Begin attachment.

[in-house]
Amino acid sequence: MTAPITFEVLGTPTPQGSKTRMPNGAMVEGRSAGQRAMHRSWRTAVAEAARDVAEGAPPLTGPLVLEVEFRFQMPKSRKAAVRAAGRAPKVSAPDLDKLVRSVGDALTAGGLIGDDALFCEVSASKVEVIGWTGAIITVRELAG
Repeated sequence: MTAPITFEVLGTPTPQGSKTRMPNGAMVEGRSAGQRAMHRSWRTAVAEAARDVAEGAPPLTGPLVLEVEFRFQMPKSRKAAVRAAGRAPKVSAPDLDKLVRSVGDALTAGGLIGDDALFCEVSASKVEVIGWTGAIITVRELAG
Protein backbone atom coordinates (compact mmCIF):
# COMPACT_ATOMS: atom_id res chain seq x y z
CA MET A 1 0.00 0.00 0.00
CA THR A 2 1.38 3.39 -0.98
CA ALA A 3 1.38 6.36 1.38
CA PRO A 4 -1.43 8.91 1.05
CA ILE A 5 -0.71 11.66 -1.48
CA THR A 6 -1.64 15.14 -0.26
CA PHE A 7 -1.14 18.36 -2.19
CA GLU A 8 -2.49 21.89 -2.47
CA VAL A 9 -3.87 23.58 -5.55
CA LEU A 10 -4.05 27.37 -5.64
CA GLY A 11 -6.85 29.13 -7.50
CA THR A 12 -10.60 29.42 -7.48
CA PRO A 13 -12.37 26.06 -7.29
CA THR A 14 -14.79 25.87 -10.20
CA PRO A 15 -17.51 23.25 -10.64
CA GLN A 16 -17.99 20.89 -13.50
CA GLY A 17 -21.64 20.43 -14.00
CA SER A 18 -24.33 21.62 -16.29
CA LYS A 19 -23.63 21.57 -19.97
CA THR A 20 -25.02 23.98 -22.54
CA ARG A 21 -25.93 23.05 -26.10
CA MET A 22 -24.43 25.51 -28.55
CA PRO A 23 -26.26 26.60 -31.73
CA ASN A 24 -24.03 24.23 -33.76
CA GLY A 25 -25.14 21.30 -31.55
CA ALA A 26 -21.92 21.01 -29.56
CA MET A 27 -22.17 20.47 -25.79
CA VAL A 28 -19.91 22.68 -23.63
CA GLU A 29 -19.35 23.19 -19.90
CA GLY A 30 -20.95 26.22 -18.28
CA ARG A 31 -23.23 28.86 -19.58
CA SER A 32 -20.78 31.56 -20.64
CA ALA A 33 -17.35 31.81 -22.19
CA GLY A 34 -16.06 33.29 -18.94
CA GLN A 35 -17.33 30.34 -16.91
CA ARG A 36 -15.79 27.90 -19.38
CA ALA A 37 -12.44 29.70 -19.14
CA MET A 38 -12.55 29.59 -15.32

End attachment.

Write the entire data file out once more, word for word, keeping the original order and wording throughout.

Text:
[in-house]
Amino acid sequence: MTAPITFEVLGTPTPQGSKTRMPNGAMVEGRSAGQRAMHRSWRTAVAEAARDVAEGAPPLTGPLVLEVEFRFQMPKSRKAAVRAAGRAPKVSAPDLDKLVRSVGDALTAGGLIGDDALFCEVSASKVEVIGWTGAIITVRELAG
Repeated sequence: MTAPITFEVLGTPTPQGSKTRMPNGAMVEGRSAGQRAMHRSWRTAVAEAARDVAEGAPPLTGPLVLEVEFRFQMPKSRKAAVRAAGRAPKVSAPDLDKLVRSVGDALTAGGLIGDDALFCEVSASKVEVIGWTGAIITVRELAG
Protein backbone atom coordinates (compact mmCIF):
# COMPACT_ATOMS: atom_id res chain seq x y z
CA MET A 1 0.00 0.00 0.00
CA THR A 2 1.38 3.39 -0.98
CA ALA A 3 1.38 6.36 1.38
CA PRO A 4 -1.43 8.91 1.05
CA ILE A 5 -0.71 11.66 -1.48
CA THR A 6 -1.64 15.14 -0.26
CA PHE A 7 -1.14 18.36 -2.19
CA GLU A 8 -2.49 21.89 -2.47
CA VAL A 9 -3.87 23.58 -5.55
CA LEU A 10 -4.05 27.37 -5.64
CA GLY A 11 -6.85 29.13 -7.50
CA THR A 12 -10.60 29.42 -7.48
CA PRO A 13 -12.37 26.06 -7.29
CA THR A 14 -14.79 25.87 -10.20
CA PRO A 15 -17.51 23.25 -10.64
CA GLN A 16 -17.99 20.89 -13.50
CA GLY A 17 -21.64 20.43 -14.00
CA SER A 18 -24.33 21.62 -16.29
CA LYS A 19 -23.63 21.57 -19.97
CA THR A 20 -25.02 23.98 -22.54
CA ARG A 21 -25.93 23.05 -26.10
CA MET A 22 -24.43 25.51 -28.55
CA PRO A 23 -26.26 26.60 -31.73
CA ASN A 24 -24.03 24.23 -33.76
CA GLY A 25 -25.14 21.30 -31.55
CA ALA A 26 -21.92 21.01 -29.56
CA MET A 27 -22.17 20.47 -25.79
CA VAL A 28 -19.91 22.68 -23.63
CA GLU A 29 -19.35 23.19 -19.90
CA GLY A 30 -20.95 26.22 -18.28
CA ARG A 31 -23.23 28.86 -19.58
CA SER A 32 -20.78 31.56 -20.64
CA ALA A 33 -17.35 31.81 -22.19
CA GLY A 34 -16.06 33.29 -18.94
CA GLN A 35 -17.33 30.34 -16.91
CA ARG A 36 -15.79 27.90 -19.38
CA ALA A 37 -12.44 29.70 -19.14
CA MET A 38 -12.55 29.59 -15.32